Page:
By Marcia Morphy
Photo by Mike Johansson
Take three objects—the sail, the harmonica and the game—and create a nine-credit immersion general education course that would be the first of its kind at Rochester Institute of Technology.
“The Meaning of Things—in Three Objects” made its signature debut this spring and the curriculum offers a truly interdisciplinary experience that develops strong critical thinking skills by spanning traditional academic boundaries. The pragmatic purpose from a student perspective is to fulfill the nine-credit general education immersion requirement, which all students must complete, in one truly immersive single-semester course, as opposed to the usual three separate courses stretching over multiple semesters.
And according to the dozen students who decided to take the pass/fail risk of three courses in one, the overall consensus was: “Nothing like this is taught at any other university; we are making history.”
Right: “The Meaning of Things—in Three Objects” class set sail at the Rochester Yacht Club April 22. The nine-credit immersion course explores three objects (the harmonica, the game and the sail) as a way of critically examining the world.
The course encourages critical thinking/entrepreneurship—where students study three objects (the sail, the harmonica and the game) and reflect on their design, history, social and cultural past. Key learning outcomes included applying the objects on broader social and historical contexts, examining their consequences and impact on human experience and assessing design problems they pose and solve.
The Meaning of Things was taught by three primary faculty: Thomas Hanney, senior lecturer in the School of Individualized Study and local musician who plays the harmonica; Al Biles, professor in RIT’s School of Interactive Media and the Center for Media, Arts, Games, Interaction and Creativity (MAGIC) and notable jazz/trumpet musician; and Mike Johansson, senior lecturer in the College of Liberal Arts and avid historian and enthusiast of sailing vessels.
“Two years ago, Provost Jeremy Haefner offered a grant proposal for an innovative, interdisciplinary curriculum,” said Hanney. “Meaning of Things came about from a book in The British Museum, A History of the World in 100 Objects, which got us started on the concept of three objects. The course was unanimously approved and it took a year to put it all together.”
Here’s what some of the students had to say about taking the course:
Christopher Flemming, second-year industrial design student from Boston: “It’s definitely a different structure, not dedicated to one subject; they present facts but you decide which facts you want to look at and make your own decisions.”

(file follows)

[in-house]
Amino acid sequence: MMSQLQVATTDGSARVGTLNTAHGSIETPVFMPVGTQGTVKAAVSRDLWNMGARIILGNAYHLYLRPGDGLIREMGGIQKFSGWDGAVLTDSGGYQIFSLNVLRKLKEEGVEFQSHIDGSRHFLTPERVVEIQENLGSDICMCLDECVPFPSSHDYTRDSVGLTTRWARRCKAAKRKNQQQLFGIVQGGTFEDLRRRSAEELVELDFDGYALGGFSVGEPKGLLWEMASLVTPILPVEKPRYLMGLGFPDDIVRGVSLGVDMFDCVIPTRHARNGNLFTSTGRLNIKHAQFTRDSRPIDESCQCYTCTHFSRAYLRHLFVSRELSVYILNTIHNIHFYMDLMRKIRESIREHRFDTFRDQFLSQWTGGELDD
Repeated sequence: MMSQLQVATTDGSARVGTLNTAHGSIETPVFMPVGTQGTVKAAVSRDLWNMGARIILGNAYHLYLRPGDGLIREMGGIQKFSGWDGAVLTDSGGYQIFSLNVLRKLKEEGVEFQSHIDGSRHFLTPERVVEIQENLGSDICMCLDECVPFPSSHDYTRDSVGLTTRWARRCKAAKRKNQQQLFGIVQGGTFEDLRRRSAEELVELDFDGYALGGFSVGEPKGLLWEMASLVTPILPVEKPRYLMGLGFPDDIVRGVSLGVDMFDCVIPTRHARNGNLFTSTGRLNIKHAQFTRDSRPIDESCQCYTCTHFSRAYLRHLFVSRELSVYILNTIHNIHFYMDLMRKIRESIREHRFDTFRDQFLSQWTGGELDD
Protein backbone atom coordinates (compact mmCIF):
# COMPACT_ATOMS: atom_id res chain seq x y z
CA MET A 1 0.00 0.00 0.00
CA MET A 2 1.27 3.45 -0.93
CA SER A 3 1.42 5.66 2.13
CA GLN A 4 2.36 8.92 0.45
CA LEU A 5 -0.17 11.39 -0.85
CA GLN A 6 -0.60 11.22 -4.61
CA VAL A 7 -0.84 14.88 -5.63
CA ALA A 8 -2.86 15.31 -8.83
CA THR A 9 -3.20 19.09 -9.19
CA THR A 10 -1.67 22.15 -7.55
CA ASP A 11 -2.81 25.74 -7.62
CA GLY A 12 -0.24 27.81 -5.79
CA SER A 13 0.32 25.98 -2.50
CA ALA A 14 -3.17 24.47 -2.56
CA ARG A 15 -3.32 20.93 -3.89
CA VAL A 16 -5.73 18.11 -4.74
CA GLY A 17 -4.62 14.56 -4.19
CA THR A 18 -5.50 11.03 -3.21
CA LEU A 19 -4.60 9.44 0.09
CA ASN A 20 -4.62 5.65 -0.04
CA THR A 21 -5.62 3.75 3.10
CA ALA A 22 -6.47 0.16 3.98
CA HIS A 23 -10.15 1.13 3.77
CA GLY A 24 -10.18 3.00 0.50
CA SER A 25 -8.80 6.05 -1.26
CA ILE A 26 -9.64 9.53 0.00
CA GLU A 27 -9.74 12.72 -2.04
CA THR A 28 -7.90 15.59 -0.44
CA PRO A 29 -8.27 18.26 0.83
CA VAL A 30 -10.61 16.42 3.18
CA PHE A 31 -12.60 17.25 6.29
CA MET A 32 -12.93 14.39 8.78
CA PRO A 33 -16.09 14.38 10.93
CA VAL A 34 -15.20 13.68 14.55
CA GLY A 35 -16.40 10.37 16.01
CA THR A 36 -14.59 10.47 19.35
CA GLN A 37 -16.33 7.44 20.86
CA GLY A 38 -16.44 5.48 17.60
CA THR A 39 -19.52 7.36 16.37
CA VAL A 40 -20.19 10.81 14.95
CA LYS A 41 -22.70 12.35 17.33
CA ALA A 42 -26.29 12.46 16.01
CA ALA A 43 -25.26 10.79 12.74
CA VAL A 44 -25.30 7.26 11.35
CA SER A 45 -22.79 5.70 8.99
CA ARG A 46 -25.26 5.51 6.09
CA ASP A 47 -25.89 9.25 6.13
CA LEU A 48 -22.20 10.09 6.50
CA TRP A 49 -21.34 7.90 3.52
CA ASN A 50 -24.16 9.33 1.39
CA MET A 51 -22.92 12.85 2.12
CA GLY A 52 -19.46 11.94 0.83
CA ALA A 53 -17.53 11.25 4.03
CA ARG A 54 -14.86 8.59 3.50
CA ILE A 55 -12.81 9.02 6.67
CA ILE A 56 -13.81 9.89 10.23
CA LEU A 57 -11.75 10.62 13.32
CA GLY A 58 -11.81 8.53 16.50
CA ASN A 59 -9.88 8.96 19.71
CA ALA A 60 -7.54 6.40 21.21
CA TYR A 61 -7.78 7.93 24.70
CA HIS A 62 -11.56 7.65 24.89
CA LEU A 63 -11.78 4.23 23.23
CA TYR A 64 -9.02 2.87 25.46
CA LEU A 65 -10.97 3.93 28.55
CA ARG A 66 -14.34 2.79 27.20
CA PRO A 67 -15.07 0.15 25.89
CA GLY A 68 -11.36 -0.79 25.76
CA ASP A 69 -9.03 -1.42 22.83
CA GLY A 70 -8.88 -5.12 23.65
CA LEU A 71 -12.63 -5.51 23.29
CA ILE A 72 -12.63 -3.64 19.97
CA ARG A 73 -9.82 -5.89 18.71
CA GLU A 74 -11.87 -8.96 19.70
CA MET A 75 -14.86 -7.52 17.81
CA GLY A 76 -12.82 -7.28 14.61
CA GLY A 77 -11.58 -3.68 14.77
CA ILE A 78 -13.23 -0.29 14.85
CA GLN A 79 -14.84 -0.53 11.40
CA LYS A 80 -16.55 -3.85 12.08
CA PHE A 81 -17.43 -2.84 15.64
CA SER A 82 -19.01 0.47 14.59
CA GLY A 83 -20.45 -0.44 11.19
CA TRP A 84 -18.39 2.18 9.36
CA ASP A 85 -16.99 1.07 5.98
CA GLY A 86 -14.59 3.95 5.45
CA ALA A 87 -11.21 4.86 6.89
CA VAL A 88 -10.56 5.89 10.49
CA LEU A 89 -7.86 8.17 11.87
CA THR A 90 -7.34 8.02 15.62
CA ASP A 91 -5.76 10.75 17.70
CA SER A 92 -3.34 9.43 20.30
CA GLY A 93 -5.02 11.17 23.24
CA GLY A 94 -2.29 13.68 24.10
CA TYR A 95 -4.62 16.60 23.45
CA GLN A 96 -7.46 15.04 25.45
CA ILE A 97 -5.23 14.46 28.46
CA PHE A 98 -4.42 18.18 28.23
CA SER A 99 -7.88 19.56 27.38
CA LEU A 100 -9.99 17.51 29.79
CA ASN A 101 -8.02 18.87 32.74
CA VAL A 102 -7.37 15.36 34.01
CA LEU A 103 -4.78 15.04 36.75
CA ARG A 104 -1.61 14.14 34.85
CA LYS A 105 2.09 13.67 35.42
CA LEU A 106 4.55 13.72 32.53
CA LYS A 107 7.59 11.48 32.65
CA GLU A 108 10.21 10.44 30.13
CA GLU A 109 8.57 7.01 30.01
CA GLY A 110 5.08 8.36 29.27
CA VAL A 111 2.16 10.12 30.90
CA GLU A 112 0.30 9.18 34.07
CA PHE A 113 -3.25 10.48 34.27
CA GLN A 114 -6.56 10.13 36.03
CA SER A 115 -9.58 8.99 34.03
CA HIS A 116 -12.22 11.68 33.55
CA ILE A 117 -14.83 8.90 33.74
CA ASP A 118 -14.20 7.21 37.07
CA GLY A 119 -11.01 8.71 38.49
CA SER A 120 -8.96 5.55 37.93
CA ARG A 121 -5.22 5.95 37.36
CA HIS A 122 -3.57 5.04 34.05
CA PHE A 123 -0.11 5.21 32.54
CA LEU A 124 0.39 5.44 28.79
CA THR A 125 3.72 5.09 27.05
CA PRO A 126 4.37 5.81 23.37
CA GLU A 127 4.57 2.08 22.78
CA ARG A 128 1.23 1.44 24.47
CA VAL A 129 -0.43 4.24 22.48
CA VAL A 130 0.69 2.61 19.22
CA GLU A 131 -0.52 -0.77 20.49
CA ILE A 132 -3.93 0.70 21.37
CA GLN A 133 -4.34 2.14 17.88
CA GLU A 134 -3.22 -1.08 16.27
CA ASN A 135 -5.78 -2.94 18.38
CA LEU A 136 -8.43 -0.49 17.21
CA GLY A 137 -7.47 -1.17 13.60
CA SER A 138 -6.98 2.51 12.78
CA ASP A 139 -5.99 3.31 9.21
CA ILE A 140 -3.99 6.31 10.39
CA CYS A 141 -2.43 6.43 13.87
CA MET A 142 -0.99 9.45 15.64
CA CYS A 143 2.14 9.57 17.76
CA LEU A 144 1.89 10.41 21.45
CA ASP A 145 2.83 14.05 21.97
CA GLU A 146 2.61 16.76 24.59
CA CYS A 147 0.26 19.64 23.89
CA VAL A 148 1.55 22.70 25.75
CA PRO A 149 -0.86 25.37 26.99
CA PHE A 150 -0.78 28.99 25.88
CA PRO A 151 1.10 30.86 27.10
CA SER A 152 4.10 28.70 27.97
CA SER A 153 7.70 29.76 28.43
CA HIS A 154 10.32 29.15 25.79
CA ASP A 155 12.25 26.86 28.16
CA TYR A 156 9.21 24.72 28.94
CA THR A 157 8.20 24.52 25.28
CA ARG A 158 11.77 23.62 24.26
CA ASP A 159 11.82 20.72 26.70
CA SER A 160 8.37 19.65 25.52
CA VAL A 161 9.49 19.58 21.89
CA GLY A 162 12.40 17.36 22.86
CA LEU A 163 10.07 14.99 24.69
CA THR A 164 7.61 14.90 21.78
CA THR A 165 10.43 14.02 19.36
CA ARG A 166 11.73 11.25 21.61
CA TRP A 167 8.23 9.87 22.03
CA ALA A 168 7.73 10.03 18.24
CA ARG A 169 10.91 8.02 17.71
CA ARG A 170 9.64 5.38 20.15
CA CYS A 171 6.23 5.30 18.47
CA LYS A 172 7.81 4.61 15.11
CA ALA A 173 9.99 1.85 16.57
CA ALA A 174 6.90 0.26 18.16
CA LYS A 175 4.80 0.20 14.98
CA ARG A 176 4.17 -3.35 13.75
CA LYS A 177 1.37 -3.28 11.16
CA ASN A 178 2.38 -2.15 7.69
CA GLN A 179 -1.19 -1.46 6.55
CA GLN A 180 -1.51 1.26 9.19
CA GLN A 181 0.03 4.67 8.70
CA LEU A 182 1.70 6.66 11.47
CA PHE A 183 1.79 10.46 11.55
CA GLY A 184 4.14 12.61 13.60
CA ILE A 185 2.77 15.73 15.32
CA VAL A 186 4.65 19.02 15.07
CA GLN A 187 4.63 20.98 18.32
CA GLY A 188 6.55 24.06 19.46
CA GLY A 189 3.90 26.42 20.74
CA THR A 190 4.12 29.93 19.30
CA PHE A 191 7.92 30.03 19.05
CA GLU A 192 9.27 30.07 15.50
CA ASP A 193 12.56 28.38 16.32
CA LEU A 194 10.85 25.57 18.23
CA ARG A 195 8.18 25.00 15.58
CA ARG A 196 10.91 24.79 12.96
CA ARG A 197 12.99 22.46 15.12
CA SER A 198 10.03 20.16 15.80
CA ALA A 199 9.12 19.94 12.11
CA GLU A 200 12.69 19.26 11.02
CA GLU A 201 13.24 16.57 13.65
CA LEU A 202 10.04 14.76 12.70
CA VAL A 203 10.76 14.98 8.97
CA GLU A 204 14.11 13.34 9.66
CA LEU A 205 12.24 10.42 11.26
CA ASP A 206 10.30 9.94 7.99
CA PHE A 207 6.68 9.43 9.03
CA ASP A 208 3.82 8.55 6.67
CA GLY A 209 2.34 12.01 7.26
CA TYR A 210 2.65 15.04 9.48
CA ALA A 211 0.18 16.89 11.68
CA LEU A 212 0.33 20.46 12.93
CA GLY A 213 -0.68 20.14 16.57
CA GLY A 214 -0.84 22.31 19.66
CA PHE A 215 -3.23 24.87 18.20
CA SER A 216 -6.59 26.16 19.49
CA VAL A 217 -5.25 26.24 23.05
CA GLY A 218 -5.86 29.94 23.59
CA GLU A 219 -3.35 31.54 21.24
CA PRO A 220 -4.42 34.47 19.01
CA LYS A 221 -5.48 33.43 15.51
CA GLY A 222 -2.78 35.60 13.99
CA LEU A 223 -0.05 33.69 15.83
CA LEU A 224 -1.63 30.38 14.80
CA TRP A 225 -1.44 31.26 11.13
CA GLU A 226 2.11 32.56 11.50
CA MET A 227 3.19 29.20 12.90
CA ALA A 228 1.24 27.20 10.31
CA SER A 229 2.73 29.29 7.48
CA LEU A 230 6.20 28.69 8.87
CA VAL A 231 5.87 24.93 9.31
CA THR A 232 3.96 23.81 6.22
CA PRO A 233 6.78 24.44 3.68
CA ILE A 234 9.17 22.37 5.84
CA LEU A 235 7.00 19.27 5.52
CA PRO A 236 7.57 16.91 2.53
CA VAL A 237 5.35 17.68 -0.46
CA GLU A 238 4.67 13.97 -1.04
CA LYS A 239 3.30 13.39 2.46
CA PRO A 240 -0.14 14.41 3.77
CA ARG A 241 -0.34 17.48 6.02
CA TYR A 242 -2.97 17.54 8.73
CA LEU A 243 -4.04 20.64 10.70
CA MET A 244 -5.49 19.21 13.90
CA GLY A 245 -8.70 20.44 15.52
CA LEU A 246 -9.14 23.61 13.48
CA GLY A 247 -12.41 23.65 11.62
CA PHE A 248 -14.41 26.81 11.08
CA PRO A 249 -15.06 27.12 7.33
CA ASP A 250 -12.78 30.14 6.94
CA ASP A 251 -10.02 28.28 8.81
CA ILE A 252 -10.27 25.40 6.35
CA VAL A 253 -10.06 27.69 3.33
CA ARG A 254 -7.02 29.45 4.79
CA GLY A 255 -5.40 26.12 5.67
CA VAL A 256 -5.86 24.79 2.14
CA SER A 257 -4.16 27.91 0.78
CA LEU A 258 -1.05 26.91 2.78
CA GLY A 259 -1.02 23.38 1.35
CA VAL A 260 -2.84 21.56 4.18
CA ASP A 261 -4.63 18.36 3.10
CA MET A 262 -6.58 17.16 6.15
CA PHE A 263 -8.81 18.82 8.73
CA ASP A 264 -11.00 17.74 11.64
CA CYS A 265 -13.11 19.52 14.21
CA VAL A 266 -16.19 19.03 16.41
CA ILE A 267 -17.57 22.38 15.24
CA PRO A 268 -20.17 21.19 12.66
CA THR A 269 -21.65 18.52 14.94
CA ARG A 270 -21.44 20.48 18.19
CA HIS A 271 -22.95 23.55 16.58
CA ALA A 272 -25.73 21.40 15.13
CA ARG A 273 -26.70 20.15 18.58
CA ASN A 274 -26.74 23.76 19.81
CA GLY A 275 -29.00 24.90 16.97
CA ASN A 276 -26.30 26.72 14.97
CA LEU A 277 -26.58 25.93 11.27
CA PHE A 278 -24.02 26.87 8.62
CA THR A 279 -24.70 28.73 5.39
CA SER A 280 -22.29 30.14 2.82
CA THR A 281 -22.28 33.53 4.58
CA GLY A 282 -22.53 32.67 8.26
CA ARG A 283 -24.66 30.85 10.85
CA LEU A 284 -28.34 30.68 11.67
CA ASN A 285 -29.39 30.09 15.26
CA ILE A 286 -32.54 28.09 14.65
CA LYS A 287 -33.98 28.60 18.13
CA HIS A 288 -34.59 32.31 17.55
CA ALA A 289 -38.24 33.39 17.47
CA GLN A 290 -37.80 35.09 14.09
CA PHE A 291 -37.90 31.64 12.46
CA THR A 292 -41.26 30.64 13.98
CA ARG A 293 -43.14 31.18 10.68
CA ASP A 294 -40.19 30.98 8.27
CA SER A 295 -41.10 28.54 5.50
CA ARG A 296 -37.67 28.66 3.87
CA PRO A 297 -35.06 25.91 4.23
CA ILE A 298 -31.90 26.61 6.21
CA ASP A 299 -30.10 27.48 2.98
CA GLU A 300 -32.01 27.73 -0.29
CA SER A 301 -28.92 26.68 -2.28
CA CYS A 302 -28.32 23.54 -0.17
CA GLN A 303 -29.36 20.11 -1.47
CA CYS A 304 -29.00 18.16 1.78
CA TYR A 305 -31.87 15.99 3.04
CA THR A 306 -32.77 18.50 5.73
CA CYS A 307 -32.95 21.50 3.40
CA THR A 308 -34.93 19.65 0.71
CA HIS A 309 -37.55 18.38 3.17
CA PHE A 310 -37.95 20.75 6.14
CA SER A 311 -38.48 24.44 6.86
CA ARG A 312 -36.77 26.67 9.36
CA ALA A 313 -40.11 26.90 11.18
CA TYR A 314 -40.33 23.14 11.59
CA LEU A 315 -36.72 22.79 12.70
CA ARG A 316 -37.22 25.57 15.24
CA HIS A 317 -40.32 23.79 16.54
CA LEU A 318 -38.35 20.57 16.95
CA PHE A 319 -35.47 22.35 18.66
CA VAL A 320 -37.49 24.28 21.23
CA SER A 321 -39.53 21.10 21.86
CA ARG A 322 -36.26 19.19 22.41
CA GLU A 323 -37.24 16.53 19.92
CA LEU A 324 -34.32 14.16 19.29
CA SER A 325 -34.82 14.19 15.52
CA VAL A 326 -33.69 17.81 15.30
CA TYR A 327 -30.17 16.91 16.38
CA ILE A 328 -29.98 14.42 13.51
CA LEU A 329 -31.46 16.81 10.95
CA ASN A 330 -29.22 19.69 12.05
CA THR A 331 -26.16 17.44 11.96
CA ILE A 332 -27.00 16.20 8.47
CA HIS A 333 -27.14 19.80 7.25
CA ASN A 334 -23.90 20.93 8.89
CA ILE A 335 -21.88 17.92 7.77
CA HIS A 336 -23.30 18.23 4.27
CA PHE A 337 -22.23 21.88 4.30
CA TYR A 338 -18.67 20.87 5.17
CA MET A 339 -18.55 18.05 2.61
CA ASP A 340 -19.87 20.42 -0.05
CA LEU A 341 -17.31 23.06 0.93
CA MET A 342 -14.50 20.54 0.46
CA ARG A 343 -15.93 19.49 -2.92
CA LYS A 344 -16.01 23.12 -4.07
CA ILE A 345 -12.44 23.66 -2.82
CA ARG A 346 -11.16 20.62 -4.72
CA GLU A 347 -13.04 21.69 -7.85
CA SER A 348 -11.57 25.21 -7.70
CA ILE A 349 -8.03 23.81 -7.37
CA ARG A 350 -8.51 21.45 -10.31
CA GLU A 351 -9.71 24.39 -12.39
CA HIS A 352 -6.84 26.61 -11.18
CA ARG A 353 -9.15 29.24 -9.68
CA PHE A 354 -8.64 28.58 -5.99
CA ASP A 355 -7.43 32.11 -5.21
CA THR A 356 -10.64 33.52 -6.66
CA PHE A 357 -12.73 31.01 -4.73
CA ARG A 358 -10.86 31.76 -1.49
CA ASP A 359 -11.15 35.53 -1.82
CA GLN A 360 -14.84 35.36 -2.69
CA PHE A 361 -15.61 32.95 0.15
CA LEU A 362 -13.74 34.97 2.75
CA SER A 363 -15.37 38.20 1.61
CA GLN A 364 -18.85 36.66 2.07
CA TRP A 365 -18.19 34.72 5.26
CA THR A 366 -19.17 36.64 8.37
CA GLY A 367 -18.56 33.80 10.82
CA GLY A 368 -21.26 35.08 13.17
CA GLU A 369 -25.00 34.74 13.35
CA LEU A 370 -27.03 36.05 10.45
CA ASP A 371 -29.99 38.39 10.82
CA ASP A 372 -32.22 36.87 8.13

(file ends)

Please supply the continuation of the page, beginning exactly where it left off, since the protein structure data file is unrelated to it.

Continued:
James Kemper, third-year advertising and public relations student from Yokosuka, Japan: “I thought it would be an easy class, an easy A, but found out differently. These three objects may not have something in common but they’ve all affected history in more ways than one. Whenever I look at something now, I think of who, what, when, where, how, but in a way deeper level than before.”
Jennifer Kane, fifth-year mechanical engineering student from Coudersport, Pa.: “We have to recreate almost what the class was about for our final project—to come up with our own object. I’m working on the flag and what it means to different countries, culturally, politically, historically—and in the future.”
Samuel Falconer, fifth-year software engineering student from Newmarket, N.H.: “It’s definitely the most interdisciplinary class I’ve ever taken—and that’s the general consensus. You hear a lot of lip service to multi-interdisciplinary studies at RIT, and this was a class where it was achieved. We can say we did it first.”
According to the faculty instructors, all three are present at every class. They also participate in group activities for the students that included “sailing” small boats across RIT’s Clark Gym, playing harmonicas at Park Point’s Lovin’ Cup, a tour of the electronic game collection at The Strong/National Museum of Play, a board game night and sailing along the Genesee River with the Rochester Yacht Club.
“We look in depth at each of these objects through different lenses, spending time in fields such as history, culture, economics, political science, public policy, technology, math, art and literature, music and performance,” said Biles. “The principle outcome is enhancing critical thinking skills and encouraging students to analyze and critique ideas and make connections across disciplines. By making knowledge useful and applicable to their daily life, they can understand content on a deeper, more lasting level.”
Faculty from across RIT who were involved in the development and support of the Meaning of Things—in Three Objects were: Professor David Neumann, College of Liberal Arts; Professor Mark Indelicato, College of Applied Science and Technology; Assistant Professor Mindy Magyar, College of Imaging Arts and Sciences; and Professor Babak Elahi, College of Liberal Arts.
“I’ve been truly amazed at how I’ve seen the students’ thinking going from ‘that’s interesting’ to, ‘but if that is the case, then…’ and ‘but why can’t this be used for?’” said Johansson. “In other words, they have started to appreciate the world around them is the way it is because of a lot of inter-connectedness through time, and this opens their eyes to future possibilities, future ways to critically examine why things are and what they can be. The course in my book has been a huge success.”